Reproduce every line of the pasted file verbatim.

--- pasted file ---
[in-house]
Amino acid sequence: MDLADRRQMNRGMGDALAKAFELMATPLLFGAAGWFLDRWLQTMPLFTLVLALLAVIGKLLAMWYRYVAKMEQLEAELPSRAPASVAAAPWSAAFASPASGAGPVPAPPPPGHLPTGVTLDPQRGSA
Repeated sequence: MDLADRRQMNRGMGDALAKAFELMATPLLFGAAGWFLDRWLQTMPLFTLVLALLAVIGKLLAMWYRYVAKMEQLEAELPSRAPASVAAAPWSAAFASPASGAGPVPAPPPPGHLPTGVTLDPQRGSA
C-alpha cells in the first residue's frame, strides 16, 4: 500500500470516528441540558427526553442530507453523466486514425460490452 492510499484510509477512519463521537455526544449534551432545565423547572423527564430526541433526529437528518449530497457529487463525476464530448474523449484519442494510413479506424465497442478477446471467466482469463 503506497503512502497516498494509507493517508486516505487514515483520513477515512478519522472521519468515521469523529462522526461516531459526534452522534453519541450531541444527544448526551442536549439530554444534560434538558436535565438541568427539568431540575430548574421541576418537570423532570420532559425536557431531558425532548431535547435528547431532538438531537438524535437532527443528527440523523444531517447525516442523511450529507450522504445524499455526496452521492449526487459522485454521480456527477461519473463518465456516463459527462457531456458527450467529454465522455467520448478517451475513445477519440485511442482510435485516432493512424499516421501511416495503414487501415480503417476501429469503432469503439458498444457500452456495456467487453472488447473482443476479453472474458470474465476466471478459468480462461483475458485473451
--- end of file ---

[in-house]
Amino acid sequence: MDLADRRQMNRGMGDALAKAFELMATPLLFGAAGWFLDRWLQTMPLFTLVLALLAVIGKLLAMWYRYVAKMEQLEAELPSRAPASVAAAPWSAAFASPASGAGPVPAPPPPGHLPTGVTLDPQRGSA
Repeated sequence: MDLADRRQMNRGMGDALAKAFELMATPLLFGAAGWFLDRWLQTMPLFTLVLALLAVIGKLLAMWYRYVAKMEQLEAELPSRAPASVAAAPWSAAFASPASGAGPVPAPPPPGHLPTGVTLDPQRGSA
C-alpha cells in the first residue's frame, strides 16, 4: 500500500470516528441540558427526553442530507453523466486514425460490452 492510499484510509477512519463521537455526544449534551432545565423547572423527564430526541433526529437528518449530497457529487463525476464530448474523449484519442494510413479506424465497442478477446471467466482469463 503506497503512502497516498494509507493517508486516505487514515483520513477515512478519522472521519468515521469523529462522526461516531459526534452522534453519541450531541444527544448526551442536549439530554444534560434538558436535565438541568427539568431540575430548574421541576418537570423532570420532559425536557431531558425532548431535547435528547431532538438531537438524535437532527443528527440523523444531517447525516442523511450529507450522504445524499455526496452521492449526487459522485454521480456527477461519473463518465456516463459527462457531456458527450467529454465522455467520448478517451475513445477519440485511442482510435485516432493512424499516421501511416495503414487501415480503417476501429469503432469503439458498444457500452456495456467487453472488447473482443476479453472474458470474465476466471478459468480462461483475458485473451